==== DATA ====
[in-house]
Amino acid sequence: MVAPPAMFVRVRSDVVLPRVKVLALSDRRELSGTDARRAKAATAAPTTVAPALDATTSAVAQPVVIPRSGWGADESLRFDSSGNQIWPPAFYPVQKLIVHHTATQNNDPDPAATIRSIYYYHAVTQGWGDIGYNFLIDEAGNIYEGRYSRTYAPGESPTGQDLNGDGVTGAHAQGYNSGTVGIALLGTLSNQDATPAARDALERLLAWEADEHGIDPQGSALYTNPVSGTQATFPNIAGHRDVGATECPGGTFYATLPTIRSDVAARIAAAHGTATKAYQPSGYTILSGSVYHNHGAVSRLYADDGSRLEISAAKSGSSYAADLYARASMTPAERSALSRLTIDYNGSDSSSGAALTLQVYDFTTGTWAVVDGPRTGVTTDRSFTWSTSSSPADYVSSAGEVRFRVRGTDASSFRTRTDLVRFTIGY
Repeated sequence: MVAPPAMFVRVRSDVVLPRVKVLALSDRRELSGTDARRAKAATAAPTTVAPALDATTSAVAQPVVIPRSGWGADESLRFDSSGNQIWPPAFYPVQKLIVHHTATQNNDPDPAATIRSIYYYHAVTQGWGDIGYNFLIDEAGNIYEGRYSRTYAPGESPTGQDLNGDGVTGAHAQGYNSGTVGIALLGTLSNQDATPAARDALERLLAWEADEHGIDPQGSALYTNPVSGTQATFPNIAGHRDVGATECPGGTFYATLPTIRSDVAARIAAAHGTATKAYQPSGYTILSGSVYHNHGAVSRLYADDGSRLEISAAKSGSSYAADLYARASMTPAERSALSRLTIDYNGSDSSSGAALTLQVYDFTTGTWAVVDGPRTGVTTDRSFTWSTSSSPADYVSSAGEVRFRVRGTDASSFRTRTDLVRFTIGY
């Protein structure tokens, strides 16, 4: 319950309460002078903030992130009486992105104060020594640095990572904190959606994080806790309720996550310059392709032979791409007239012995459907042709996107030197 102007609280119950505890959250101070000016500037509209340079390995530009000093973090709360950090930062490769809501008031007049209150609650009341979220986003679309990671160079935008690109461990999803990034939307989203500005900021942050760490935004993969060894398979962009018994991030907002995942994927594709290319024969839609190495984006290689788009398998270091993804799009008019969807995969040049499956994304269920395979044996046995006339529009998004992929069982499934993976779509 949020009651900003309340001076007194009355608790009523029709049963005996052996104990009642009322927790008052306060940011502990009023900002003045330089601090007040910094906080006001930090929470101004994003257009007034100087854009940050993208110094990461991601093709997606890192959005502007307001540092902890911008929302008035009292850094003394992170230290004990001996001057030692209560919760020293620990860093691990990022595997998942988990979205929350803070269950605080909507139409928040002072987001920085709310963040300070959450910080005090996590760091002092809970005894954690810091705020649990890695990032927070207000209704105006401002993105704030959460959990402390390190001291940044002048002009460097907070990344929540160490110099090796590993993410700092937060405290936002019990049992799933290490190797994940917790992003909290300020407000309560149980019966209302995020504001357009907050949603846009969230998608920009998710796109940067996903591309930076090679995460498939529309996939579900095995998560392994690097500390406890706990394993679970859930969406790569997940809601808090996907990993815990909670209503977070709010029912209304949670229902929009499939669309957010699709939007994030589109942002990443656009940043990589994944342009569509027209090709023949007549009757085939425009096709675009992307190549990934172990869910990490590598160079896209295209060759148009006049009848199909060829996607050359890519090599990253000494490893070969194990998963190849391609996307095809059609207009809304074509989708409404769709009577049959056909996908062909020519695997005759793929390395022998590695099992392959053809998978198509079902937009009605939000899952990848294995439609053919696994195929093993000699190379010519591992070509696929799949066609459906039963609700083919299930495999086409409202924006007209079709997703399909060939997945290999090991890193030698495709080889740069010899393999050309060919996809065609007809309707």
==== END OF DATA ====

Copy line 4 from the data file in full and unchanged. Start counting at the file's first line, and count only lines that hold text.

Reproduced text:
């Protein structure tokens, strides 16, 4: 319950309460002078903030992130009486992105104060020594640095990572904190959606994080806790309720996550310059392709032979791409007239012995459907042709996107030197 102007609280119950505890959250101070000016500037509209340079390995530009000093973090709360950090930062490769809501008031007049209150609650009341979220986003679309990671160079935008690109461990999803990034939307989203500005900021942050760490935004993969060894398979962009018994991030907002995942994927594709290319024969839609190495984006290689788009398998270091993804799009008019969807995969040049499956994304269920395979044996046995006339529009998004992929069982499934993976779509 949020009651900003309340001076007194009355608790009523029709049963005996052996104990009642009322927790008052306060940011502990009023900002003045330089601090007040910094906080006001930090929470101004994003257009007034100087854009940050993208110094990461991601093709997606890192959005502007307001540092902890911008929302008035009292850094003394992170230290004990001996001057030692209560919760020293620990860093691990990022595997998942988990979205929350803070269950605080909507139409928040002072987001920085709310963040300070959450910080005090996590760091002092809970005894954690810091705020649990890695990032927070207000209704105006401002993105704030959460959990402390390190001291940044002048002009460097907070990344929540160490110099090796590993993410700092937060405290936002019990049992799933290490190797994940917790992003909290300020407000309560149980019966209302995020504001357009907050949603846009969230998608920009998710796109940067996903591309930076090679995460498939529309996939579900095995998560392994690097500390406890706990394993679970859930969406790569997940809601808090996907990993815990909670209503977070709010029912209304949670229902929009499939669309957010699709939007994030589109942002990443656009940043990589994944342009569509027209090709023949007549009757085939425009096709675009992307190549990934172990869910990490590598160079896209295209060759148009006049009848199909060829996607050359890519090599990253000494490893070969194990998963190849391609996307095809059609207009809304074509989708409404769709009577049959056909996908062909020519695997005759793929390395022998590695099992392959053809998978198509079902937009009605939000899952990848294995439609053919696994195929093993000699190379010519591992070509696929799949066609459906039963609700083919299930495999086409409202924006007209079709997703399909060939997945290999090991890193030698495709080889740069010899393999050309060919996809065609007809309707």